Are Smartphones Environmentally Friendly?

Environmentally Friendly?

Smartphones are an inescapable part of our lives these days. We carry them around with us all day, using them for everything from sending messages to purchasing things online. Chances are you are even reading this article right now using your smartphone, but have you ever thought about the environmental impacts of your handy little pocket computer and if they are environmentally friendly?

Smartphones are not environmentally friendly because they require lots of materials to be produced, use services like the internet, require more resources to run, and are often not recycled properly, causing devastating environmental effects.

Continue reading for more information about the environmental impacts of smartphones, why smartphones have these impacts, and what can be done to ensure that our future is as sustainable as possible.

What Are the Environmental Impacts of Smartphones?

Do you ever start the day thinking about your children or grandchildren’s future on planet earth? You may have also considered the impact of overpopulation and the global effect of your trash in our environment, cities, landfills, oceans, and waterways on those children and grandchildren.

The environmental impact of smartphones is immense, although many people do not realize it. This effect is because it can be hard to quantify how many resources you are actually using every time you use your smartphone. After all, as far as you can see, it is just a small device that does not even require a constant electrical connection.

However, smartphones have significant environmental effects in every stage of their lifecycle, from the manufacturing process to the moment they are discarded. Everyone must be aware of these impacts to make more informed choices and understand the solutions to these problems.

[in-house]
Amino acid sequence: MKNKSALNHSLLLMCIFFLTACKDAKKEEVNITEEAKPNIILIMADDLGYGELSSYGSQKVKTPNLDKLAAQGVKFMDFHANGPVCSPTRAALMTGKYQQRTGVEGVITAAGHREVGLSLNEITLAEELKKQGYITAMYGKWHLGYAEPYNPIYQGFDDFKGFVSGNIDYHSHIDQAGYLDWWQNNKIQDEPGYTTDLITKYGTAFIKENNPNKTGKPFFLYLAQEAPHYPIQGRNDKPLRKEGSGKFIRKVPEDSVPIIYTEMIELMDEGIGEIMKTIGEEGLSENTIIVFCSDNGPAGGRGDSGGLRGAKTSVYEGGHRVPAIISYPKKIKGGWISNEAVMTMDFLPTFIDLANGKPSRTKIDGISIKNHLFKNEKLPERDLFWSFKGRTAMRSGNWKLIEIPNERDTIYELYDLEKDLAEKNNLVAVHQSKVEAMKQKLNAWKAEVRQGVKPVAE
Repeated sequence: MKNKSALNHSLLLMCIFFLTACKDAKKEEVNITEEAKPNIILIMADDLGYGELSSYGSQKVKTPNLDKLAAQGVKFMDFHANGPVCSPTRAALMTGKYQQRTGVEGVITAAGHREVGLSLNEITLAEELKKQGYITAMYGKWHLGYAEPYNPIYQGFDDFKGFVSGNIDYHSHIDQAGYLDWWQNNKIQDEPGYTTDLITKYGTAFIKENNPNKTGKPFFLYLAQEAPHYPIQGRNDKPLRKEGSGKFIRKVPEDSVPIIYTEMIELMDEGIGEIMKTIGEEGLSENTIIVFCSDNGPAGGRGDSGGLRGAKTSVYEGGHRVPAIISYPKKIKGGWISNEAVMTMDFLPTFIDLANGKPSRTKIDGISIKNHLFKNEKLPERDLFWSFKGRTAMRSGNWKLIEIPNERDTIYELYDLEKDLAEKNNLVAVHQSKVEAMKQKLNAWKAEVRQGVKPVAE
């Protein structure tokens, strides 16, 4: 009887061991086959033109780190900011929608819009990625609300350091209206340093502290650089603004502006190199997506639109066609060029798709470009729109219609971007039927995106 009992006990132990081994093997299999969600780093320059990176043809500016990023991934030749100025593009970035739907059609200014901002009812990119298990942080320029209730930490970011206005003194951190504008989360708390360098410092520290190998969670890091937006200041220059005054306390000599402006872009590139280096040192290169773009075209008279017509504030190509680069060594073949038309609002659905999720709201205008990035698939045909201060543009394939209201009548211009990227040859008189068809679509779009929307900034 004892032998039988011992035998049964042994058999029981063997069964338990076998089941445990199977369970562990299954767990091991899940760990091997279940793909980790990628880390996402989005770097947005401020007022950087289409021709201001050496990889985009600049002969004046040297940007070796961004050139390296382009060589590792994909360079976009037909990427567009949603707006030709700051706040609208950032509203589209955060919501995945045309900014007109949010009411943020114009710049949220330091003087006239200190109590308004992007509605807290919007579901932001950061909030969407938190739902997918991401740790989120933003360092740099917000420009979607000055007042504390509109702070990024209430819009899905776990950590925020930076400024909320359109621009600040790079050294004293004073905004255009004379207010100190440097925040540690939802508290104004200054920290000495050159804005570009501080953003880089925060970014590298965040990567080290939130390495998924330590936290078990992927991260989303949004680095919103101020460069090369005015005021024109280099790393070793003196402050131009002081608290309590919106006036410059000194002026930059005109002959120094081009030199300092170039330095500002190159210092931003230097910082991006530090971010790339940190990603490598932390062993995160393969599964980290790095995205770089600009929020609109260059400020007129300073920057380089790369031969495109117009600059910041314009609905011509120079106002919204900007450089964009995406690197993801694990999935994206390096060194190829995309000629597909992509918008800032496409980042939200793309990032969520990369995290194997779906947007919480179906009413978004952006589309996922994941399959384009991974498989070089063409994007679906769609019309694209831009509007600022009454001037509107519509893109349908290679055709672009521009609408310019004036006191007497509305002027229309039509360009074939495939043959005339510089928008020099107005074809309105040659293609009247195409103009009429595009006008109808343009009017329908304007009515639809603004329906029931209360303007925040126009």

Smartphones Require a Lot of Resources To Produce

Smartphones Require a Lot of Resources To Produce
Kalgoorlie Super Pit Open Cut Gold Mine.

When smartphones are produced in a factory, lots of resources must be used, both in the components of the smartphone themselves and in the process of making them. According to the United Nations, smartphones “are among the most resource-intensive [items] by weight on the planet.” They also explain that smartphones have a big carbon footprint, 80-85% of which is generated in the manufacturing process and 16% during use by the owner.

First of all, it is important to know that smartphones contain valuable resources such as gold, platinum, and copper. These minerals must be mined and refined at a tremendous environmental expense. For example, gold mining is one of the most destructive processes to the environment in the world, fouling waterways and destroying natural scenery at an alarming rate.

There is also the energy used to produce the smartphone; not only does the factory need resources such as water and electricity, but those mining the minerals used in the smartphone do too. See how it is all starting to add up pretty quickly? It is bad news for the environment and us.

Making Smartphones Effects on the Environment Worse

Making things worse is that smartphones are being produced at a rapidly increasing rate. This increase in production is due to corporate models such as planned obsolescence, where a product is deliberately designed only to have a short lifespan. Another aspect is advertising, encouraging consumers to upgrade to a shiny new smartphone every few years, even when they don’t need a replacement. 

In 2020, 3.3 billion people owned and used smartphones. 1.38 billion new smartphones were sold that year. That means that around a third of all smartphone users purchased a new smartphone last year.